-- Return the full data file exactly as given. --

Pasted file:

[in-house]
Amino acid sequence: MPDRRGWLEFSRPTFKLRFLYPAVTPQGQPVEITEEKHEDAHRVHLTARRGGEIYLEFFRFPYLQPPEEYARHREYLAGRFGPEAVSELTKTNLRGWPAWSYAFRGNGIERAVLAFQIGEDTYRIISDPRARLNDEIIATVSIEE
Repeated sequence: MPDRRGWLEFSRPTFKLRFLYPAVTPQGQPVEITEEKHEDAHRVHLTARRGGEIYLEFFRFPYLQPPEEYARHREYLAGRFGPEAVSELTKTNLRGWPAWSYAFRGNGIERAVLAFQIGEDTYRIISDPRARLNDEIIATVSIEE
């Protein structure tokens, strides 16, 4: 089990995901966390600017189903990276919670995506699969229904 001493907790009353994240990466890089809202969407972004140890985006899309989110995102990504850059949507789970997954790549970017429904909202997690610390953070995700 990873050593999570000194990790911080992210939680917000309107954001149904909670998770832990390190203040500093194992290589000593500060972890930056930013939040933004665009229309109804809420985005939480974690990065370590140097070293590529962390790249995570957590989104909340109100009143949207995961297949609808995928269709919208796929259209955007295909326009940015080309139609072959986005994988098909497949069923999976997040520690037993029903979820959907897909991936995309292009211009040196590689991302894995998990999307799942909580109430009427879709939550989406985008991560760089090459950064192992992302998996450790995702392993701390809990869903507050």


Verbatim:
[in-house]
Amino acid sequence: MPDRRGWLEFSRPTFKLRFLYPAVTPQGQPVEITEEKHEDAHRVHLTARRGGEIYLEFFRFPYLQPPEEYARHREYLAGRFGPEAVSELTKTNLRGWPAWSYAFRGNGIERAVLAFQIGEDTYRIISDPRARLNDEIIATVSIEE
Repeated sequence: MPDRRGWLEFSRPTFKLRFLYPAVTPQGQPVEITEEKHEDAHRVHLTARRGGEIYLEFFRFPYLQPPEEYARHREYLAGRFGPEAVSELTKTNLRGWPAWSYAFRGNGIERAVLAFQIGEDTYRIISDPRARLNDEIIATVSIEE
């Protein structure tokens, strides 16, 4: 089990995901966390600017189903990276919670995506699969229904 001493907790009353994240990466890089809202969407972004140890985006899309989110995102990504850059949507789970997954790549970017429904909202997690610390953070995700 990873050593999570000194990790911080992210939680917000309107954001149904909670998770832990390190203040500093194992290589000593500060972890930056930013939040933004665009229309109804809420985005939480974690990065370590140097070293590529962390790249995570957590989104909340109100009143949207995961297949609808995928269709919208796929259209955007295909326009940015080309139609072959986005994988098909497949069923999976997040520690037993029903979820959907897909991936995309292009211009040196590689991302894995998990999307799942909580109430009427879709939550989406985008991560760089090459950064192992992302998996450790995702392993701390809990869903507050």